Canadian Forest Service Publications
Volcanic ash soils: sustainable soil management practices, with examples of harvest effects and root disease trends. 2007. Curran, M.; Green, P.; Maynard, D.G. Pages 97-119 in D.S. Page-Dumroese, R. Miller, J. Mital, P. McDaniel, and D. Miller, technical editors. Volcanic-ash-derived forest soils of the inland northwest: properties and implications for management and restoration, November 9-10, 2005, Coeur d'Alene, ID. USDA Forest Service, Rocky Mountain Research Station, Fort Collins, CO, Proceedings PMRS-P-44. 220 p.
Issued by: Pacific Forestry Centre
Catalog ID: 26836
Availability: PDF (download)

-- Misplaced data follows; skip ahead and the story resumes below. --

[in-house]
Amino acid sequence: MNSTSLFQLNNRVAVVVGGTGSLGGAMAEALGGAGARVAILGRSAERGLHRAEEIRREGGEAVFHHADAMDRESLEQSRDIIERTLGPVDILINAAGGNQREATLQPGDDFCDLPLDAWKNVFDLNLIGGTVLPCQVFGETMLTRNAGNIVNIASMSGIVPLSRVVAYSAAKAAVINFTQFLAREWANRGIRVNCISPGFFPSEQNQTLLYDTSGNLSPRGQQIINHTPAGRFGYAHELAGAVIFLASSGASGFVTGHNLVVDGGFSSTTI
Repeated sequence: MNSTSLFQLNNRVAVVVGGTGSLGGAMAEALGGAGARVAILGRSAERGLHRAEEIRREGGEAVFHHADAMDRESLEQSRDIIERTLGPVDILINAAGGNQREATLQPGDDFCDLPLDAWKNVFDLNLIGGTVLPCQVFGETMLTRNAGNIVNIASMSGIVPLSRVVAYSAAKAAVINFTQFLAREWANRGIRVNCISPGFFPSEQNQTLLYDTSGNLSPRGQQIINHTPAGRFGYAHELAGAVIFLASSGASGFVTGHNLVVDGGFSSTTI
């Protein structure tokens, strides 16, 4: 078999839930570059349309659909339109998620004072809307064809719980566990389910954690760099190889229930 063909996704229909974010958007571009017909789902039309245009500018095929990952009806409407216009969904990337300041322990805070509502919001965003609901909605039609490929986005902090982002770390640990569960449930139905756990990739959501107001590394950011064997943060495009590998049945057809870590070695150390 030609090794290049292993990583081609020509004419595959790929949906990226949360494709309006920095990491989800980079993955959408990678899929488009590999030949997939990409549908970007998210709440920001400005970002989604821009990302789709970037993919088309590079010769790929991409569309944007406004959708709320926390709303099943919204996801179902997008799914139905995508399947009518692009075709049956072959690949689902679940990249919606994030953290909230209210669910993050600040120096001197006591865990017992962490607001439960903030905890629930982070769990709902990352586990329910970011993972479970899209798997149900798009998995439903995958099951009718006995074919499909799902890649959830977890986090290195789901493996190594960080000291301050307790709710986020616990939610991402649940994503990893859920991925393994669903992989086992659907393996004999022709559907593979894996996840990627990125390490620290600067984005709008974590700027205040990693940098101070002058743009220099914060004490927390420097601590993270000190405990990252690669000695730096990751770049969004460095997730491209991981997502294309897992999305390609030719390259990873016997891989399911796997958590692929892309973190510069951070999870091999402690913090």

Sustainability protocols recognize forest soil disturbance as an important issue at national and international levels. At regional levels continual monitoring and testing of standards, practices, and effects are necessary for successful implementation of sustainable soil management. Volcanic ash-cap soils are affected by soil disturbance and changes to soil properties influence ecosystem responses such as productivity and hydrologic function. Soil disturbance from timber harvesting, reforestation, or stand tending is mainly a result of moving equipment and trees. Compaction and organic matter removal are of primary concern. The severity and extent of disturbance depend on the harvest system, soil and climatic conditions. Ash-cap soils can be susceptible to disturbance and schemes to predict compaction, displacement and erosion hazards are useful for planning forest management operations. On-site effects range from permanent loss of growing sites because of roads, to more subtle changes in soil properties that ultimately influence site productivity. Off-site effects may include erosion and landslides. Soil disturbance during operations should be regulated and monitored to minimize both on- and off-site effects, which can take years or decades to appear. Forest health issues vary on volcanic ash-cap soils. An analysis of Armillaria root disease incidence across the National Forests of the Inland Northwest indicates some potential relationships among root disease, and soil and site factors. The strong relations between presence of susceptible host and development of fungal biomass may be the strongest causal agent, with the soil and site factors supporting the presence of the pathogen and susceptible host. Thicker ash soils of more northerly areas are related to habitat types that historically supported white pine and a higher diversity of less susceptible species. After root disease mortality occurs, these more mesic environments also fill in with other species rapidly, so higher levels of root disease are more difficult to discern. Recommendations are made for soil management and about information needs for soil disturbance and root disease relations.